Arbitrary Arrest: Human rights organizations reported widespread allegations of arbitrary arrest and detention. In many cases gendarmes detained suspects on DGSE orders and then transferred them for questioning to the DGSE, which generally held suspects for hours or days. The transfer process itself, however, sometimes took more than a week, during which time security services did not inform detainees of the charges against them. Authorities did not provide released detainees transport back to the location of their arrest, a trip that often required several days of travel. These detentions often occurred in the wake of attacks by bandits or terrorists and targeted members of the ethnic group suspected of carrying out the raids.
In the wake of July 19 attacks in Nampala near the Mauritanian border, the DGSE detained several Fulani individuals. Critics claimed the government had no evidence to support the charges and that authorities detained the individuals simply because they were Fulani.
On May 4, Bamako’s Court of Appeals tried Lieutenant Mohamed Ouattara–a paratrooper arrested in 2014 along with Amara Sylla, Souleymane Sangare, Dramane Traore, and Thierry Diarra–for allegedly planning to threaten the president’s safety. The court sentenced Mohamed Ouattara and Amara Sylla to five years’ imprisonment, acquitted Dramane Traore, and sentenced Souleymane Sangare to life in prison. Diarra still awaited trial at year’s end.
Pretrial Detention: The law provides for trial for charged detainees within three months for misdemeanors and within one year for felonies, but lengthy pretrial detention was a problem. Judicial inefficiency, the large number of detainees, corruption, and staff shortages contributed to the problem. Individuals sometimes remained in prison for several years before their cases came to trial. Approximately 70 percent of inmates awaited trial.
Detainee’s Ability to Challenge Lawfulness of Detention before a Court: The law allows detainees to challenge the legal basis or arbitrary nature of their detention in court. They were promptly released if they win the challenge, but the law does not provide for compensation.
e. Denial of Fair Public Trial
The constitution and law provide for an independent judiciary, but the executive branch continued to exert influence over the judicial system. Corruption and limited resources affected the fairness of trials. Bribery and influence peddling were widespread in the courts, according to domestic human rights groups.
There were problems enforcing court orders. Sometimes judges were absent from their assigned areas for months at a time. Village chiefs and justices of the peace appointed by the government decided the majority of disputes in rural areas. Justices of the peace had investigative, prosecutorial, and judicial functions. These traditional systems did not provide the same rights as civil and criminal courts.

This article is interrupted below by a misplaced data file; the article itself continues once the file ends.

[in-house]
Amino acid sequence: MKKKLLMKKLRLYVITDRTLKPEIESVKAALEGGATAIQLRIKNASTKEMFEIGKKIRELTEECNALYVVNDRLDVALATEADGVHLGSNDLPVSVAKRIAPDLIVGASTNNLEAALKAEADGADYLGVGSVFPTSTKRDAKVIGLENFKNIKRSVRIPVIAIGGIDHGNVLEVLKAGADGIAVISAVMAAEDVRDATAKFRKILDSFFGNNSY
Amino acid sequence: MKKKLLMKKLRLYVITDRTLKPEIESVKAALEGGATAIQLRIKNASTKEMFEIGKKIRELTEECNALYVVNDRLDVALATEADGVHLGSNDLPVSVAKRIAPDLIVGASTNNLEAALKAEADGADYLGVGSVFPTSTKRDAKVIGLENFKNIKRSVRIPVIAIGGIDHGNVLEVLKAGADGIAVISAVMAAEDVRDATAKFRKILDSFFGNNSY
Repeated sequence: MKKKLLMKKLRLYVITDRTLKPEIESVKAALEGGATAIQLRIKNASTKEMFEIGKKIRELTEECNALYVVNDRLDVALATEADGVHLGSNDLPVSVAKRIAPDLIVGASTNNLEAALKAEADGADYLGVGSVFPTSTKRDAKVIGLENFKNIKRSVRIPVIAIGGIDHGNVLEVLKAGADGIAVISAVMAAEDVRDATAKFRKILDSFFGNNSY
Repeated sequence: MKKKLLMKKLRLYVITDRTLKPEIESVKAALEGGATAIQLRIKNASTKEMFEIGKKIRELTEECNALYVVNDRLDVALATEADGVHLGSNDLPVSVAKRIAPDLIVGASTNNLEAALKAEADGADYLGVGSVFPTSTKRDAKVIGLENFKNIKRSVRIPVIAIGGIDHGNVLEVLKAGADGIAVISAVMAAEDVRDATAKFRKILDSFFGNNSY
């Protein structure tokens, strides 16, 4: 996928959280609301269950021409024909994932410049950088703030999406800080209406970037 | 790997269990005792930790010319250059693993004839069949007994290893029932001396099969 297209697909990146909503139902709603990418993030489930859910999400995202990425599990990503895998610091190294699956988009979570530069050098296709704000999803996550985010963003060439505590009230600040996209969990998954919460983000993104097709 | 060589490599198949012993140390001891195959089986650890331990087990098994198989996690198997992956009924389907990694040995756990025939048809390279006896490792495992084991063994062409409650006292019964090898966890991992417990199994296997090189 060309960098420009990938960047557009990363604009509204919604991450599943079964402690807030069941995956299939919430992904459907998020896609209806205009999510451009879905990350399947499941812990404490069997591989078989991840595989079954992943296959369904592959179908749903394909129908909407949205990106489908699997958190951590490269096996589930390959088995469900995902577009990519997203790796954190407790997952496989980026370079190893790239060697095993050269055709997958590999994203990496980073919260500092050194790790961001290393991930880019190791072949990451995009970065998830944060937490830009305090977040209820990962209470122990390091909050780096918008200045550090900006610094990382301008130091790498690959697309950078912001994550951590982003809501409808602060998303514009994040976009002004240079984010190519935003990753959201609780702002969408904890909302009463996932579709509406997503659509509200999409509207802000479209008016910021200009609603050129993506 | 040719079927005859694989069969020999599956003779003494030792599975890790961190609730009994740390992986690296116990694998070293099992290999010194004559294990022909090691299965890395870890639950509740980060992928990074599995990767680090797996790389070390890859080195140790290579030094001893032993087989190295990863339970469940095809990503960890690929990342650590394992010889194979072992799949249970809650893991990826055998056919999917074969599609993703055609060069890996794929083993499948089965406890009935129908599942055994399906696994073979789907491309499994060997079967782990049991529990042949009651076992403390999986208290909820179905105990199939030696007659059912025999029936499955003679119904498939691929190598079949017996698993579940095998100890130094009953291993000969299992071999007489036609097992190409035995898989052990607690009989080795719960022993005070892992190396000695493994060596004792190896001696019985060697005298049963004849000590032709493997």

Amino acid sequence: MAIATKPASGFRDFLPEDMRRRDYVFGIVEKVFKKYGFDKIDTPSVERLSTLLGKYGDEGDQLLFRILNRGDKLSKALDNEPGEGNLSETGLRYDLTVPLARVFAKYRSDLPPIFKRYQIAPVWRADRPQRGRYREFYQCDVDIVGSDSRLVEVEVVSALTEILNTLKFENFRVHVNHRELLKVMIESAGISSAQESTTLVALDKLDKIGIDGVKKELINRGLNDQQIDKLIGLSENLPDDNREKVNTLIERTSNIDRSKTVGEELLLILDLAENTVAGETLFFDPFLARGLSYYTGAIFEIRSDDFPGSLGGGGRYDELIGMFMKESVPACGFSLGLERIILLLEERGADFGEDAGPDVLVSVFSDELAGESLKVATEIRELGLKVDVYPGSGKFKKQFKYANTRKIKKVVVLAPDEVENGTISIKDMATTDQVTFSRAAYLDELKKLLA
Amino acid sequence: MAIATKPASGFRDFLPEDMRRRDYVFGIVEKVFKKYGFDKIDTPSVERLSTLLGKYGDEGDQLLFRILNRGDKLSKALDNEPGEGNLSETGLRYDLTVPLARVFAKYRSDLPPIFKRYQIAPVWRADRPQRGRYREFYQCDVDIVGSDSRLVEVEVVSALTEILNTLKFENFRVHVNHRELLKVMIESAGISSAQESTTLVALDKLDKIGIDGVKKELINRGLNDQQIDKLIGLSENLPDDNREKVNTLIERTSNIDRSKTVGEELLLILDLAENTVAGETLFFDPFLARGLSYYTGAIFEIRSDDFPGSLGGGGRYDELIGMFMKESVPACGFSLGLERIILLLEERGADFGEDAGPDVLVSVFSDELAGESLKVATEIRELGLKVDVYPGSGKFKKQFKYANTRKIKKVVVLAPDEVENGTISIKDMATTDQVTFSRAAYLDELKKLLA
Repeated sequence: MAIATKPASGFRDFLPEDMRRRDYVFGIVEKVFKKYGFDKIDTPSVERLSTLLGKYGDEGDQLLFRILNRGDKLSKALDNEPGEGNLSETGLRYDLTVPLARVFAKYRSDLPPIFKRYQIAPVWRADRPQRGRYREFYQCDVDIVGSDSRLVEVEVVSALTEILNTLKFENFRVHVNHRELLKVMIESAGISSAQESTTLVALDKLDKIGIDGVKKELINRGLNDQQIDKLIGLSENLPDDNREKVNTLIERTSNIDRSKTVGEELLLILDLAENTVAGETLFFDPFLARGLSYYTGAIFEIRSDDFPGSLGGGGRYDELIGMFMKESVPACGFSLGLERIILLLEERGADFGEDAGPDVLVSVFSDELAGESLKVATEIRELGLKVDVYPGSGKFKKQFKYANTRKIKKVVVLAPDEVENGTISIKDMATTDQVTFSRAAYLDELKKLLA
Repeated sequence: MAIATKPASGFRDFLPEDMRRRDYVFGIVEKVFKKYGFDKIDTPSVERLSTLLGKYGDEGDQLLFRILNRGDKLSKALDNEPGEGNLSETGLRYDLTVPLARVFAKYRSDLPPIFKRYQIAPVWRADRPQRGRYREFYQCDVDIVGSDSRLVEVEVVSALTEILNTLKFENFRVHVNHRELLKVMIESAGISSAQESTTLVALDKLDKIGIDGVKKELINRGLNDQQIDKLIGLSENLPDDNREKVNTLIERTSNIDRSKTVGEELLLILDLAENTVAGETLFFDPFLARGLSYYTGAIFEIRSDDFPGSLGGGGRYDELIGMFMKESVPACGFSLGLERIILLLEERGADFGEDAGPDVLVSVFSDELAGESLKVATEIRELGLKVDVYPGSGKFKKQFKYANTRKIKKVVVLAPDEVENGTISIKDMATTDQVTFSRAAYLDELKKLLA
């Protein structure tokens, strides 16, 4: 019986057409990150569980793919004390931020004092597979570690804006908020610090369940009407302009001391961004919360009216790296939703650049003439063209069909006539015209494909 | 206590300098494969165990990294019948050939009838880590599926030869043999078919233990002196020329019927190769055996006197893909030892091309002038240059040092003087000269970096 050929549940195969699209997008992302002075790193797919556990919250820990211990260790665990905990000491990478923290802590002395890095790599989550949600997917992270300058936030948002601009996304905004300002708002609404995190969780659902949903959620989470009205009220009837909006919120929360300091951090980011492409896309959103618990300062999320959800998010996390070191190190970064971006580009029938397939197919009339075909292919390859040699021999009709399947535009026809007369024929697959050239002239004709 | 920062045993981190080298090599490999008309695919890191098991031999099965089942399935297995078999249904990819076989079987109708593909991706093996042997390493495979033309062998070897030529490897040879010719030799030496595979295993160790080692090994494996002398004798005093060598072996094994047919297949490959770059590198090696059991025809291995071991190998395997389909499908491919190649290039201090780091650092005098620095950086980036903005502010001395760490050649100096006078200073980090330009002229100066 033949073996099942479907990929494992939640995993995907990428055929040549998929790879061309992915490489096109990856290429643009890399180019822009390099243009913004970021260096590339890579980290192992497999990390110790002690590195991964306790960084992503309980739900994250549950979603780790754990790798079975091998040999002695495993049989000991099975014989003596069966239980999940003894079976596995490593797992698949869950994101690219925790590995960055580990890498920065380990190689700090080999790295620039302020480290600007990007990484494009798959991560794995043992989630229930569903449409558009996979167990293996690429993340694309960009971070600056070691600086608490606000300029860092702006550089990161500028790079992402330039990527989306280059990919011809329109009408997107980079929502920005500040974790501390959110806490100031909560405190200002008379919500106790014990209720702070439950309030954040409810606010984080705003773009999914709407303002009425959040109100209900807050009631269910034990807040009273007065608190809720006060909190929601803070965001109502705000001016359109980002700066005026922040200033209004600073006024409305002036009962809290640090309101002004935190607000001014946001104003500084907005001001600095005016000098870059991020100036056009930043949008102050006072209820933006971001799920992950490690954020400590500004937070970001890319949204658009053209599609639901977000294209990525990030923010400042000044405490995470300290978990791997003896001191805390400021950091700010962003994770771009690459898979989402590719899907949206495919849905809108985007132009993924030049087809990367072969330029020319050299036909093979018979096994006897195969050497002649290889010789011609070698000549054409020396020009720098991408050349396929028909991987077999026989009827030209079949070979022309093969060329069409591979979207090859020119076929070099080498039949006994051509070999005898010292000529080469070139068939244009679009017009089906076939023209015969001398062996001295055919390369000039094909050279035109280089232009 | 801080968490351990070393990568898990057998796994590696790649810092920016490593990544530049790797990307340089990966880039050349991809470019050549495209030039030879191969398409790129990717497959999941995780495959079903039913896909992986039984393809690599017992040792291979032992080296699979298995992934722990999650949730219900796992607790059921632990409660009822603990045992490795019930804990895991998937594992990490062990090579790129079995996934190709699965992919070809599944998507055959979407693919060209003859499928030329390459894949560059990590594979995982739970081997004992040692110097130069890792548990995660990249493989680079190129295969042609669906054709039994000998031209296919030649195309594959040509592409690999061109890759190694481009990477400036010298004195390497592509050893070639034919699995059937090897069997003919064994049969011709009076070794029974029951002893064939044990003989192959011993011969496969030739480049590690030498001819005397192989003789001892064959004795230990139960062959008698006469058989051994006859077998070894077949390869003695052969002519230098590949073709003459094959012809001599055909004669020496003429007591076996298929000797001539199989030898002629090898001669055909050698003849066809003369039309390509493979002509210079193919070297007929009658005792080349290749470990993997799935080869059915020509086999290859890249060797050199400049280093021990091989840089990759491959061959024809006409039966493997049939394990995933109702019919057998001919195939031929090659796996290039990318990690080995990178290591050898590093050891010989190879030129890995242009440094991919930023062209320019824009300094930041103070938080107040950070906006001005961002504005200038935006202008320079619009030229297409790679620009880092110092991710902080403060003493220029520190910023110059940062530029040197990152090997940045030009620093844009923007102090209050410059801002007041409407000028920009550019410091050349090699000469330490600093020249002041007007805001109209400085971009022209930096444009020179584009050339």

The constitution provides for the right to a fair trial, and the judiciary generally enforced this right. Nevertheless, proceedings often were delayed, and some defendants waited years for their trials to begin. The law presumes defendants are innocent and have the right to prompt and detailed information on the charges against them, with free interpretation as necessary from the moment charged through all appeals. Except in the case of minors and sensitive family cases, trials generally were public.
Defendants have the right to communicate with an attorney of their choice (or to have one provided at public expense in felony cases and those involving minors). When a court declares a defendant indigent, it provides an attorney at public expense and the court waives all fees. Administrative backlogs and an insufficient number of lawyers, particularly in rural areas, often prevented prompt access. Defendants and their attorneys have the right to adequate time and facilities to prepare a defense, access government-held evidence, confront witnesses, and present one’s own witnesses and evidence. The government generally respected these rights. Defendants may not be compelled to testify against themselves or confess guilt and may appeal decisions to the Appellate Court and the Supreme Court. The law extends these rights to all citizens.